Carbon monoxide is an odorless, tasteless, transparent gas often produced by heating systems and equipment found in many households, such as boilers or furnaces. Carbon monoxide poisoning can be fatal, so it’s important to be alert for signs of a carbon monoxide leak in your home.
Signs of a carbon monoxide leak
Although carbon monoxide leaks are often difficult to discern due to the nature of the gas, there are a few signs to look for that may indicate an increased amount of carbon monoxide in your home, including:
- Dizziness, fatigue, nausea/vomiting, or disorientation
- Heavy condensation or water dripping on windows
- Brownish-yellow stains on your furnace that resemble soot
- The pilot light in your stove begins to frequently blow out
- The burner flame on your stove turns yellow instead of blue
- Lack of an upward draft in chimney flue
- Unusual odors (air can smell burnt, stale, or overheated)
- Damaged heat exchanger, flue pipe, or chimney
If you’re experiencing any of these symptoms, you may want to consider assessing your situation and either calling the fire department or hiring a professional to handle the situation.
How to prevent carbon monoxide leaks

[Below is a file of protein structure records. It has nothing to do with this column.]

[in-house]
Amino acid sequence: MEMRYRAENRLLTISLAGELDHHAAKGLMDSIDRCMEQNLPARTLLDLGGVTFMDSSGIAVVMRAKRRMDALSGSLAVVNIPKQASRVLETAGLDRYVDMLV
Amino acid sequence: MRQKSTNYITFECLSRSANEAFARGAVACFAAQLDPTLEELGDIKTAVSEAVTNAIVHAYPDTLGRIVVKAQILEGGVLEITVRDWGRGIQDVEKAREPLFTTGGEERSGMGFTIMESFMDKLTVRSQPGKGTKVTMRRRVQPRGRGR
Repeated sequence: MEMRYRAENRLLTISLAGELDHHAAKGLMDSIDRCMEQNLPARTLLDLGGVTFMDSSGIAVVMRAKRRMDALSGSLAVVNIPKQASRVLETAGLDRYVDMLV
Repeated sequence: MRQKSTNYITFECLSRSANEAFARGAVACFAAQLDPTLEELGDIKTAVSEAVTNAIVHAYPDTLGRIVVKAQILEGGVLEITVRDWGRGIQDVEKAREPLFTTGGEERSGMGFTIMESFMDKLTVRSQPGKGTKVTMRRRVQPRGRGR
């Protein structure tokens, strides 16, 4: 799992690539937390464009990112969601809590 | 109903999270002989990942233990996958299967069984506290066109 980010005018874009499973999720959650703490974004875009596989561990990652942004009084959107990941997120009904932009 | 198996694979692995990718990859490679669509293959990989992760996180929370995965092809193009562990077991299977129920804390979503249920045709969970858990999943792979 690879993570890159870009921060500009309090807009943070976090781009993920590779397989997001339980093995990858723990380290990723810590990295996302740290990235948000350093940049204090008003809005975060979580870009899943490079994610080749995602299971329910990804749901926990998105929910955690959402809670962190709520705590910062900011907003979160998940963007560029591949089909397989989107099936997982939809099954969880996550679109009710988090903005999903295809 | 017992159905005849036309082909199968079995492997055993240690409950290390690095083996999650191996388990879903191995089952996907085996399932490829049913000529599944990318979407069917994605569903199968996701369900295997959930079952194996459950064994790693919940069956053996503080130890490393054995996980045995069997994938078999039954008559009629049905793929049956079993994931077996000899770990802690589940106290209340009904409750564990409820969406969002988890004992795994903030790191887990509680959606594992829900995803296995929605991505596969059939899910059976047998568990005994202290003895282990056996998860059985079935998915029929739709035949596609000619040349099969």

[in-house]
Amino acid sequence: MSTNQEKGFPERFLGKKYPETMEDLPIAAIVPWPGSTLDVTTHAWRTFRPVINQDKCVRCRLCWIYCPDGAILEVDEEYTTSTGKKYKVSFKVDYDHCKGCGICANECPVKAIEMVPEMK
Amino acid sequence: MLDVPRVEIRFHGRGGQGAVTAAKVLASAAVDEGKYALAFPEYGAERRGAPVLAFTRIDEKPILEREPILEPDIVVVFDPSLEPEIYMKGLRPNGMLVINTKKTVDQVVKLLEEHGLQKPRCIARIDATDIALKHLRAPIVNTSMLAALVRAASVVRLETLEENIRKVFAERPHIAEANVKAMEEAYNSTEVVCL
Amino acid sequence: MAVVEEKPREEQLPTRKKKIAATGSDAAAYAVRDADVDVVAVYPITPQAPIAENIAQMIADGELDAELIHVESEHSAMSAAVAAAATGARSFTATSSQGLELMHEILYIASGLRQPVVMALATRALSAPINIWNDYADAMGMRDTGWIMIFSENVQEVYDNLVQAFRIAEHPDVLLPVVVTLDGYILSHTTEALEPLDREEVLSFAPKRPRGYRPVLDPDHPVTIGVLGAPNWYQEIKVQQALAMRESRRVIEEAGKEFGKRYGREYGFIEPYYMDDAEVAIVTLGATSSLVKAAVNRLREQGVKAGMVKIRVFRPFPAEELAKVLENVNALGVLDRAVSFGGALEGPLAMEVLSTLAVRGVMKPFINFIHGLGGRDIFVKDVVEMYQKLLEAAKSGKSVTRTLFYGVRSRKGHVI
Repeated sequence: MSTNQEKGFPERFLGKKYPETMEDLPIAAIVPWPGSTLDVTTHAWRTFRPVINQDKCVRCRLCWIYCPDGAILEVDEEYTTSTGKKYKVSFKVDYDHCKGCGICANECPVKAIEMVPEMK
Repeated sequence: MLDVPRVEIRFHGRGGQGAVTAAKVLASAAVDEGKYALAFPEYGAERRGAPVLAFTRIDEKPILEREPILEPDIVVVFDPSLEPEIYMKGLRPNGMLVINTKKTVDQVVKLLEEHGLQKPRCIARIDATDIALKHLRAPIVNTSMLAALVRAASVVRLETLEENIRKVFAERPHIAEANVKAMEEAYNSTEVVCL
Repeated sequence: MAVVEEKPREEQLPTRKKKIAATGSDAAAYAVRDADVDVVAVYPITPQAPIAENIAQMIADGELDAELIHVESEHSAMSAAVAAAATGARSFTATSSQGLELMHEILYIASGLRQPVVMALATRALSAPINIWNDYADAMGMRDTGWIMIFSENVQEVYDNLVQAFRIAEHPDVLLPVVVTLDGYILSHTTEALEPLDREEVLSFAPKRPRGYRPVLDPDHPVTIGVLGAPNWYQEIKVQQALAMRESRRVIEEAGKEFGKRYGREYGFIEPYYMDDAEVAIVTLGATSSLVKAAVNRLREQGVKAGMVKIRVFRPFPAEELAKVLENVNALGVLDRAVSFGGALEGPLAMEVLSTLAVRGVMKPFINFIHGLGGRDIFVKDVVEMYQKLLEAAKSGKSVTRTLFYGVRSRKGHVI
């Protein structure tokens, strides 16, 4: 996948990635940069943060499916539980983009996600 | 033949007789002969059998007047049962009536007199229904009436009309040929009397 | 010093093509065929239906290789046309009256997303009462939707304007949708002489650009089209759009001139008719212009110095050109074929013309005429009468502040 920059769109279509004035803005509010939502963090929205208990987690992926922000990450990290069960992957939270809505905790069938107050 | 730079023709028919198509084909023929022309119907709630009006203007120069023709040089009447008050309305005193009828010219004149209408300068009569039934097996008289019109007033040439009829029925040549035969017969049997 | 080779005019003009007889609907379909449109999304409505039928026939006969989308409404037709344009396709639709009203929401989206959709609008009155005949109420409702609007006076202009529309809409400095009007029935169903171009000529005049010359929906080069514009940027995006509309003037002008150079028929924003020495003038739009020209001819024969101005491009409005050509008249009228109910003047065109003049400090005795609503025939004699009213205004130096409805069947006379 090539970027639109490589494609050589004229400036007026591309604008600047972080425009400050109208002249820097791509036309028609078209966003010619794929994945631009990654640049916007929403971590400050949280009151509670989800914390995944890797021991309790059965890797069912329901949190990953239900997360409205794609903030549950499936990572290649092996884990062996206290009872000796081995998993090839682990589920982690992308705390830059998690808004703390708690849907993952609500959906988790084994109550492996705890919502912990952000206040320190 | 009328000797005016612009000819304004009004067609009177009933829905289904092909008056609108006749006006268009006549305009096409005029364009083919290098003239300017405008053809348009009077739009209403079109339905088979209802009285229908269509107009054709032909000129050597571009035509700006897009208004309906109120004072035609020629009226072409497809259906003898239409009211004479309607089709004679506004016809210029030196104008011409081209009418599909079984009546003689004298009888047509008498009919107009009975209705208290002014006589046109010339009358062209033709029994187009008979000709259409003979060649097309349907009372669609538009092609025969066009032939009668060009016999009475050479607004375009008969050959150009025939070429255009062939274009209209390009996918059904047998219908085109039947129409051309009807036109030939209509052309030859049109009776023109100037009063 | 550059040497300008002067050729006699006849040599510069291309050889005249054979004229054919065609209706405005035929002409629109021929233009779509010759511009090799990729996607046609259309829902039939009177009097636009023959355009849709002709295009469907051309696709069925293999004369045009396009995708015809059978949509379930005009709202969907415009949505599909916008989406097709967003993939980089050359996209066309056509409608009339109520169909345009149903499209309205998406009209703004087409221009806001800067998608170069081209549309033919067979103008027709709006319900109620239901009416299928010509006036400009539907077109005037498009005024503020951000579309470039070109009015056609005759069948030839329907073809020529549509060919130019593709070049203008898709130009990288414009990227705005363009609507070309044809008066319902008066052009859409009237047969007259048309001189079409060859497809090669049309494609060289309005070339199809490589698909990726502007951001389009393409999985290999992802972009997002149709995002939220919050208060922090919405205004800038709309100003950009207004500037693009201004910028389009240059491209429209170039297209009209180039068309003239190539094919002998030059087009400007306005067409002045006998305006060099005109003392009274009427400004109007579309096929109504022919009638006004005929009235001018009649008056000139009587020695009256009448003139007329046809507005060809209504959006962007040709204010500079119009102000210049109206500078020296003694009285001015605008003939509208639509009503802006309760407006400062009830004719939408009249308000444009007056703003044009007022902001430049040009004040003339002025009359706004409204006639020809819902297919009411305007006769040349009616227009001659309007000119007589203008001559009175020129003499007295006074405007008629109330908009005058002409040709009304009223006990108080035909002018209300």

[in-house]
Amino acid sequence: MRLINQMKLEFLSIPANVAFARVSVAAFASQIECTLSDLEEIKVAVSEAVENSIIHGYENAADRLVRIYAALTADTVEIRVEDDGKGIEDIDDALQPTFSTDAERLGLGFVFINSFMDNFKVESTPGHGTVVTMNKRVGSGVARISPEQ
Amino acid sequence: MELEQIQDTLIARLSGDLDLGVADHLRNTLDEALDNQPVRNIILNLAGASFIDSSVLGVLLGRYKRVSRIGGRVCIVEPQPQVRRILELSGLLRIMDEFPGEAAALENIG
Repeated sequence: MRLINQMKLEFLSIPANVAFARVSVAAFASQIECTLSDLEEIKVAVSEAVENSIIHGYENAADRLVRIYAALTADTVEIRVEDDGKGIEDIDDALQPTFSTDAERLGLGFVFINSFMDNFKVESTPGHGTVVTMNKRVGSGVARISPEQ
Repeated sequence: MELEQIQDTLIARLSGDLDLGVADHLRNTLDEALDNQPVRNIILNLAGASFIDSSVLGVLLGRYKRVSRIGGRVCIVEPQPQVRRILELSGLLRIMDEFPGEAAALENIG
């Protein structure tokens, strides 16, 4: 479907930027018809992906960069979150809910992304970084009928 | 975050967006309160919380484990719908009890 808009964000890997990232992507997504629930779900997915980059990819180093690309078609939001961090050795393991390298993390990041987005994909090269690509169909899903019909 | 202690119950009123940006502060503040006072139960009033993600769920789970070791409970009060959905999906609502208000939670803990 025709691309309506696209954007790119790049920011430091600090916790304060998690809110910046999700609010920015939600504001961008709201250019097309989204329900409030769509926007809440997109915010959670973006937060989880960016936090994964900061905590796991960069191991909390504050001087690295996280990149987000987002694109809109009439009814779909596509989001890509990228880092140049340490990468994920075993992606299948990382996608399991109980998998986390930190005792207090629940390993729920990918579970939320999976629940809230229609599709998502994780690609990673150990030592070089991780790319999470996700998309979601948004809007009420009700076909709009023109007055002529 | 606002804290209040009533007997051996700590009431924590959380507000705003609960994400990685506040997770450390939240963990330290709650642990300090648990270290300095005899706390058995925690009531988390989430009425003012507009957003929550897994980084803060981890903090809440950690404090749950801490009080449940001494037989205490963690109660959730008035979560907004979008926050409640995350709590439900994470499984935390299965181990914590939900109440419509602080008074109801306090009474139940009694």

Because it’s difficult to identify a carbon monoxide leak or buildup in the air, many homes are equipped with alarms that will alert you if the amount of carbon monoxide in the air reaches dangerous levels. However, there a few additional precautions you can take to help you prevent carbon monoxide leaks in the future.
Get your home’s heating systems inspected annually: This includes all gas appliances, chimneys, vents, furnaces, and any other built-in heating appliances. You’re going to want to trust the professionals for this one, as they will be able to identify small and/or upcoming issues that can be remedied or protected to prevent future damage.
Keep your home well-vented at all times: This means no grills, barbecues, charcoal fuels, or other appliances that release large amounts of smoke indoors. You will also want to get your air ventilation systems inspected annually to make sure everything is functioning properly and up to code.
Change your air filter regularly: You can either do this one yourself or hire a professional, but the most important thing is that it gets done. Be sure to examine your filters regularly to see if they need to be cleaned, replaced, or if they have any suspicious substances on them that may indicate damage within the system.